If you’ve read my yesterday’s post on growing resentment of content producers of newspaper executives, magazine publishers and alike, then I’m sure I can make another statement on similar lines.

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Now getting back to the blame game, it’s been there for quite a while about newspaper execs and offline content producers have been attacking Google primarily for stealing their content openly and making money out of it and making these content producers run after pennies. Now that’s the content producers’ side of the story. But this one from CNet makes a definitive statement from Google.

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The Problem:

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The atomic unit of consumption for existing media is almost always disrupted by emerging media. For example, digital music caused consumers to think about their purchases as individual songs rather than as full albums. Digital and on-demand video has caused people to view variable-length clips when it is convenient for them, rather than fixed-length programs on a fixed broadcast schedule. Similarly, the structure of the Web has caused the atomic unit of consumption for news to migrate from the full newspaper to the individual article. As with music and video, many people still consume physical newspapers in their original full-length format. But with online news, a reader is much more likely to arrive at a single article. While these individual articles could be accessed from a newspaper’s homepage, readers often click directly to a particular article via a search engine or another Website.

The (Apparent) Solution:
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Changing the basic unit of content consumption is a challenge, but also an opportunity. Treating the article as the atomic unit of consumption online has several powerful consequences. When producing an article for online news, the publisher must assume that a reader may be viewing this article on its own, independent of the rest of the publication. To make an article effective in a standalone setting requires providing sufficient context for first-time readers, while clearly calling out the latest information for those following a story over time. It also requires a different approach to monetization: each individual article should be self-sustaining. These types of changes will require innovation and experimentation in how news is delivered online, and how advertising can support it.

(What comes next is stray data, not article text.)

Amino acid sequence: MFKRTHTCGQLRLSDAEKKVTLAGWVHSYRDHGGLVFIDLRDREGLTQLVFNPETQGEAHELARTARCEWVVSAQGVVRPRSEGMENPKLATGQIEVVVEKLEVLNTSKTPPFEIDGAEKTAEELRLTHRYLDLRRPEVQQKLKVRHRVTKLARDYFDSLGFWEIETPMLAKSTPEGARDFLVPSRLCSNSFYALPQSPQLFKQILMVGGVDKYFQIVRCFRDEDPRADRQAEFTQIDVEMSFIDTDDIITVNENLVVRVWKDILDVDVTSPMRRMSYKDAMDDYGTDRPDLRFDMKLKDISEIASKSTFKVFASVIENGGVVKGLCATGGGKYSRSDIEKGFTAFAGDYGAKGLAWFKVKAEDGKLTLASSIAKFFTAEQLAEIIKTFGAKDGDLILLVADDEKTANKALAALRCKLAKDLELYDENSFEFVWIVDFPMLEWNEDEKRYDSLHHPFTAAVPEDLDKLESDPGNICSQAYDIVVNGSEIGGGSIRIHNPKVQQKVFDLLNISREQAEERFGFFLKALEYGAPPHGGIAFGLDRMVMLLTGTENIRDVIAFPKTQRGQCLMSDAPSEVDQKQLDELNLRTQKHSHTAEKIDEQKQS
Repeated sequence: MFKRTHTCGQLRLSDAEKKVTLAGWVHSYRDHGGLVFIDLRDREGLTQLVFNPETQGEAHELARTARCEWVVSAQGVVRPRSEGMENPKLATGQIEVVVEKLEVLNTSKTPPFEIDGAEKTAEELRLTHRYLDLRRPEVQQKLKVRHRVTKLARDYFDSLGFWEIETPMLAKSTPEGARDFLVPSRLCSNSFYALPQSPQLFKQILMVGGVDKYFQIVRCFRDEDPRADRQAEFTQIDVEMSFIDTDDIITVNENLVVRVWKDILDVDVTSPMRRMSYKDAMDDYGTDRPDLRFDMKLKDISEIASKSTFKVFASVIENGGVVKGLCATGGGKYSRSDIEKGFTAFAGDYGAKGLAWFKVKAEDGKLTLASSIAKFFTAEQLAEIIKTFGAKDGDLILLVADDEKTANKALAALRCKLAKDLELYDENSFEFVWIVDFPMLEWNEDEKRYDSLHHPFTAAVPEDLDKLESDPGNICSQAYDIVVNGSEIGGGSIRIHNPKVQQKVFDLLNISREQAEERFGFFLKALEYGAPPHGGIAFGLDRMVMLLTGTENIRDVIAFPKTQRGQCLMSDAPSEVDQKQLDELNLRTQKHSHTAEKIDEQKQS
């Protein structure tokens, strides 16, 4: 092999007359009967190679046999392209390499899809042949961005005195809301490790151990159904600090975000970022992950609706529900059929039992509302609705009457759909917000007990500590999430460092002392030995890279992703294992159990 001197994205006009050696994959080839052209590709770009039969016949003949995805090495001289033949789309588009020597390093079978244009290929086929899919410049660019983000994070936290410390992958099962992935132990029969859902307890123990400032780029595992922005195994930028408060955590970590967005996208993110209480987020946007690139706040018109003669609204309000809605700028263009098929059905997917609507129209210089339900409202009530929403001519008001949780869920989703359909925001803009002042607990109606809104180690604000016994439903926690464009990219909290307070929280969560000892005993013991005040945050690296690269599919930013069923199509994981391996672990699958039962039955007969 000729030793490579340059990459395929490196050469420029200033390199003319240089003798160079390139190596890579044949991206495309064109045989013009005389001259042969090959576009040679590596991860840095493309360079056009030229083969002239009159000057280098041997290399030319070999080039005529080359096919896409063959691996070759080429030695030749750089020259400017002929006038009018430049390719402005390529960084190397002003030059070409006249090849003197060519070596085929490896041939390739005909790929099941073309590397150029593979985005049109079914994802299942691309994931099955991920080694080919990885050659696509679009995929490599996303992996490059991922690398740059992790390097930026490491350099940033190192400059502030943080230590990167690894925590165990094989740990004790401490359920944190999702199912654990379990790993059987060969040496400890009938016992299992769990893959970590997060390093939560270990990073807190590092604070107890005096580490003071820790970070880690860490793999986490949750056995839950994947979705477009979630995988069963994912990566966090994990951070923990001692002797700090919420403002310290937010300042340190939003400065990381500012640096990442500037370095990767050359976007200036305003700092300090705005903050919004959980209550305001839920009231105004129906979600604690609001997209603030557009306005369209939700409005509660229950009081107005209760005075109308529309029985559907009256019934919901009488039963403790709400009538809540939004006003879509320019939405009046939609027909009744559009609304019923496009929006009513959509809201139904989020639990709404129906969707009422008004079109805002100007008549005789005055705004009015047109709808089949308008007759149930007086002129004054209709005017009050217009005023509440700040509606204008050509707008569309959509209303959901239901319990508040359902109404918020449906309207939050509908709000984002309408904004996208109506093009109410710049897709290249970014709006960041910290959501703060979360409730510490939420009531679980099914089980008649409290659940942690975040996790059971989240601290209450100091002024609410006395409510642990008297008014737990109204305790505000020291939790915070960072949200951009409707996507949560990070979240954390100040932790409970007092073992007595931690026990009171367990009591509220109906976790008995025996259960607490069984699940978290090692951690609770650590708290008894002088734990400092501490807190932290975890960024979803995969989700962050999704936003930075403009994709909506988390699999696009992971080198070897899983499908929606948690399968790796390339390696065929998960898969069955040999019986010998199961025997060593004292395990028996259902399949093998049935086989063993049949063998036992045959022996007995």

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We have to understand that the structure of the Web has caused the atomic unit of consumption for news to migrate from the full newspaper to the individual article. And this is where the real money is i.e. between the shift. Publishers should not discount the simple and effective navigational elements the Web can offer. When a reader finishes an article online, it is the publication’s responsibility to answer the reader who asks, “What should I do next?” Click on a related article or advertisement? Post a comment? Read earlier stories on the topic?”

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So I don’t think blaming Google is the solution here since people won’t just stop shifting from offline to online world to consume information but understanding this subtle shift from reading full line newspapers offline (constrained by producing schedule) to byte sized unit article can provide publishers much value in terms of monetization. Also publishers should give much heed in terms of engaging its audience in its own network and not allow to shift. And sorry Google or any other search engine which gracefully sends interested users can’t help in that.

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